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In the context of block devices like a file; are Linux kernel AIO functions like io_submit() only asynchronous within the supplied queue of I/O operations, or are they (also) asynchronous across several prosesses and/or threads that also have queues of I/O operations on the same file.

Doc says: The io_submit() system call queues nr I/O request blocks for processing in the AIO context ctx_id. The iocbpp argument should be an array of nr AIO control blocks, which will be submitted to context ctx_id.

Update:

Example: If I spawn two threads, both have 100 queued I/O operations on the same file and both call io_submit() at approx. the same time; will all 200 I/O operations be asynchronous or will thread #1's 100 I/O operations only be asynchronous in regards to each other but block thread #2 until all thread #1's I/O operations are done?

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I don't understand: for me asynchronous means "not synchronous with regards to a given instruction flow". If an instruction is synchronous, it is within that very instruction flow which it belongs to, and asynchronous to any other. –  didierc Apr 15 '13 at 9:33
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@didierc Example: If I spawn two threads, both have 100 queued I/O operations on the same file and both call io_submit() at approx. the same time; will all 200 I/O operations be asynchronous or will thread #1's 100 I/O operations only be asynchronous in regards to each other but block thread #2 until all thread #1's I/O operations are done? –  Inge Henriksen Apr 15 '13 at 9:44

2 Answers 2

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When a set of io requests is submitted with io_submit, the system call returns immediately. From the point of view of the thread emitting the requests, the execution of the commands embedded in the requests is asynchronous. The thread will have to query the OS to know the result, and is free to do what it wants in the mean time.

Now, if two threads happens to emit each a set of requests, they will both fall in the same situation. They will both have to ask the OS about the advancement of their respective IO commands. None of the threads will be blocked.

From the AIO framework point of view, it is entirely possible to make the OS actually execute the requests before returning from the io_submit call for either or all the threads invoking it, but the API remains the same: userland threads will still manipulate the API as an async one, obtaining a token for a future result from the API when it posts its requests, and using that token to get the real result.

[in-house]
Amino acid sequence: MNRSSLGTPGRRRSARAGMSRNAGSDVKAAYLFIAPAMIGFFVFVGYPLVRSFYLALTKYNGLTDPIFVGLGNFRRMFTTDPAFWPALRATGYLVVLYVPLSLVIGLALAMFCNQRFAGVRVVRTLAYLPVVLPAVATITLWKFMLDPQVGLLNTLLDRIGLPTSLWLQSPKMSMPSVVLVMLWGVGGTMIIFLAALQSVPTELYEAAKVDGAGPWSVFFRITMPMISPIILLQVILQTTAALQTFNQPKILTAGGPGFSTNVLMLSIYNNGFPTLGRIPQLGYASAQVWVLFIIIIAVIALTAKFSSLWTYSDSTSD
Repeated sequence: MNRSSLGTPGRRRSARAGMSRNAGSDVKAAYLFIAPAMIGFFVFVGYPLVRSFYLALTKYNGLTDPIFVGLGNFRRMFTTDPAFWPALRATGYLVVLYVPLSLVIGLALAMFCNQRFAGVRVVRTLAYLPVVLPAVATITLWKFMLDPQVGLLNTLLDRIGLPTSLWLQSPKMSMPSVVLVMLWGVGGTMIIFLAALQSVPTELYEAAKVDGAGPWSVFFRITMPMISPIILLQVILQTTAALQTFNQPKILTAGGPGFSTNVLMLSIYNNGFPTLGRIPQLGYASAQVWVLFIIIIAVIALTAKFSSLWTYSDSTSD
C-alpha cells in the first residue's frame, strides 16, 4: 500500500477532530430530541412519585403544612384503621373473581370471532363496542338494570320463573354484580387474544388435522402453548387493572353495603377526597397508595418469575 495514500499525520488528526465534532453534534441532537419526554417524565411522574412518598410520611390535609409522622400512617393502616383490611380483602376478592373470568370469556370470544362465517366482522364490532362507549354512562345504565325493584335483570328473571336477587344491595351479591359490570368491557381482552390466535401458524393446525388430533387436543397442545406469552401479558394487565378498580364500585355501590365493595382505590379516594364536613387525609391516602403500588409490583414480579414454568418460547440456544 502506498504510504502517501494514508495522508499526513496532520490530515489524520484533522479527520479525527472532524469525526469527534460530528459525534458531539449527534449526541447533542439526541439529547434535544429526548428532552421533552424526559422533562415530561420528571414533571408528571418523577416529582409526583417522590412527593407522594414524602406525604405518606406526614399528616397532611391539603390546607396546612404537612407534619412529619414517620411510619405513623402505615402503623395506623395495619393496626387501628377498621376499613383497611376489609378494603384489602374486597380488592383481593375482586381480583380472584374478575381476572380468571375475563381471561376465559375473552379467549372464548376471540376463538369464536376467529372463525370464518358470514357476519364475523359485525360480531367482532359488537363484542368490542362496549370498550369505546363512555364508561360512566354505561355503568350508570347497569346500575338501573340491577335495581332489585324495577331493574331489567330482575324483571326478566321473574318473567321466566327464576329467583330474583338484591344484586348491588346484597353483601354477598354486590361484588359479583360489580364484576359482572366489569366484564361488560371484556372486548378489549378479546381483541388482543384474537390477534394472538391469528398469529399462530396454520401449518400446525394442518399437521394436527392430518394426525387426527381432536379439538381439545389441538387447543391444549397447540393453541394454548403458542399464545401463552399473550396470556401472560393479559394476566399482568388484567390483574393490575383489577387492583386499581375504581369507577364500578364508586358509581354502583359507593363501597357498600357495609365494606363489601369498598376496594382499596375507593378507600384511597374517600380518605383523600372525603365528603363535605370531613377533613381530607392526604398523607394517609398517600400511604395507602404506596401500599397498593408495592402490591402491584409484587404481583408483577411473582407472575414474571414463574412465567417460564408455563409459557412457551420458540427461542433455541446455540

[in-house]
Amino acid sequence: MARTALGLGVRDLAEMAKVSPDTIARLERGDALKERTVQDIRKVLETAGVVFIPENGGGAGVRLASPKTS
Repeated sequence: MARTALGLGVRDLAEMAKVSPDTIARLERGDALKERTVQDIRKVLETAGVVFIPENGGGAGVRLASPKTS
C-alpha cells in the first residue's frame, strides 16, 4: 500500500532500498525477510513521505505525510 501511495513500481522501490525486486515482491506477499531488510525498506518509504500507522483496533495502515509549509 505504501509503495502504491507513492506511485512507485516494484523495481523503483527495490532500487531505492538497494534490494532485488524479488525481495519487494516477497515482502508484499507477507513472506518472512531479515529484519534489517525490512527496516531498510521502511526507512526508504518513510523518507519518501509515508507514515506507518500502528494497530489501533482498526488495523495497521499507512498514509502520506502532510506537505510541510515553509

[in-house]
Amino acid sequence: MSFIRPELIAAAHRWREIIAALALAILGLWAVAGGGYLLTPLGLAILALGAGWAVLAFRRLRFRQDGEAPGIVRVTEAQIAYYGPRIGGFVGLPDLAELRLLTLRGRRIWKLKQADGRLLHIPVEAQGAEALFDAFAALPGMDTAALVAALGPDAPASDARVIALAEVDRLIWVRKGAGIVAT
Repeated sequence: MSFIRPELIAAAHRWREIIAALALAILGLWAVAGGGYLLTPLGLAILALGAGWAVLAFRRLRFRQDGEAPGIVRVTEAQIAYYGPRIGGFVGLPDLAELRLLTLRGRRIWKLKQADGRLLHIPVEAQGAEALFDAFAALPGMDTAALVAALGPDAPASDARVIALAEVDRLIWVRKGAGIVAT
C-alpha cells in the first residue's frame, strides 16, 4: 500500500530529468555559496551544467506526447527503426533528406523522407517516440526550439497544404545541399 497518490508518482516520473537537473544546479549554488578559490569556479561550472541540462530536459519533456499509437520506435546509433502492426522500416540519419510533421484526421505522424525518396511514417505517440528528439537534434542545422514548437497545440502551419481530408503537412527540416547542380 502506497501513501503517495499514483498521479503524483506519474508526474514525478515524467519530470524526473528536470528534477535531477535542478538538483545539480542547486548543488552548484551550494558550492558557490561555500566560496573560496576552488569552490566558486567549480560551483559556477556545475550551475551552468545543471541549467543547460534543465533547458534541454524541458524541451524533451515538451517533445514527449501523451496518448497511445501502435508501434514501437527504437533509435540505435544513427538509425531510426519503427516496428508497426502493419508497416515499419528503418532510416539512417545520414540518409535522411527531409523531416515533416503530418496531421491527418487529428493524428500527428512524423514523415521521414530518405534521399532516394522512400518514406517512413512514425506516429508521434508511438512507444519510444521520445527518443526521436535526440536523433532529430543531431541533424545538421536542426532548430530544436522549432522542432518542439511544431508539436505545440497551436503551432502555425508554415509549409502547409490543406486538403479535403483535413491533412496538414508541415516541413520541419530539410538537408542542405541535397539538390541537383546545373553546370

In the specific case of linux AIO, the token is the context created beforehand, and the result check syscall is io_getevents, which reports an "event" (ie. a result) for each completed request.

Regarding your example, is it possible that during the second syscall, all the requests of the first thread get completed? I don't see a reason for this never happening at all, but if both threads post 100 requests very close to each other, then it seems very unlikely. A more likely scenario is that several requests of the first thread to call io_submit got completed when the second thread makes its own call to io_submit, but at any rate that call will not block.

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not sure if I am really answering your question. let me know if there's something I missed here. –  didierc Apr 15 '13 at 10:41

The only PART of asynchronous behaviour that your application should care about is within your application. Yes, other processes are likely going to ALSO write data to the disk at some point during the runtime of your application. There is very little you can do to stop that in a multitasking, multiuser and potentially multiprocessor system.

The general idea here is that your application doesn't block, which is the way that read or write [and their more advanced cousins, fread, fwrite, etc).

If you want to stop other processes from touching "your" files, then you need to use file-locking or something similar.

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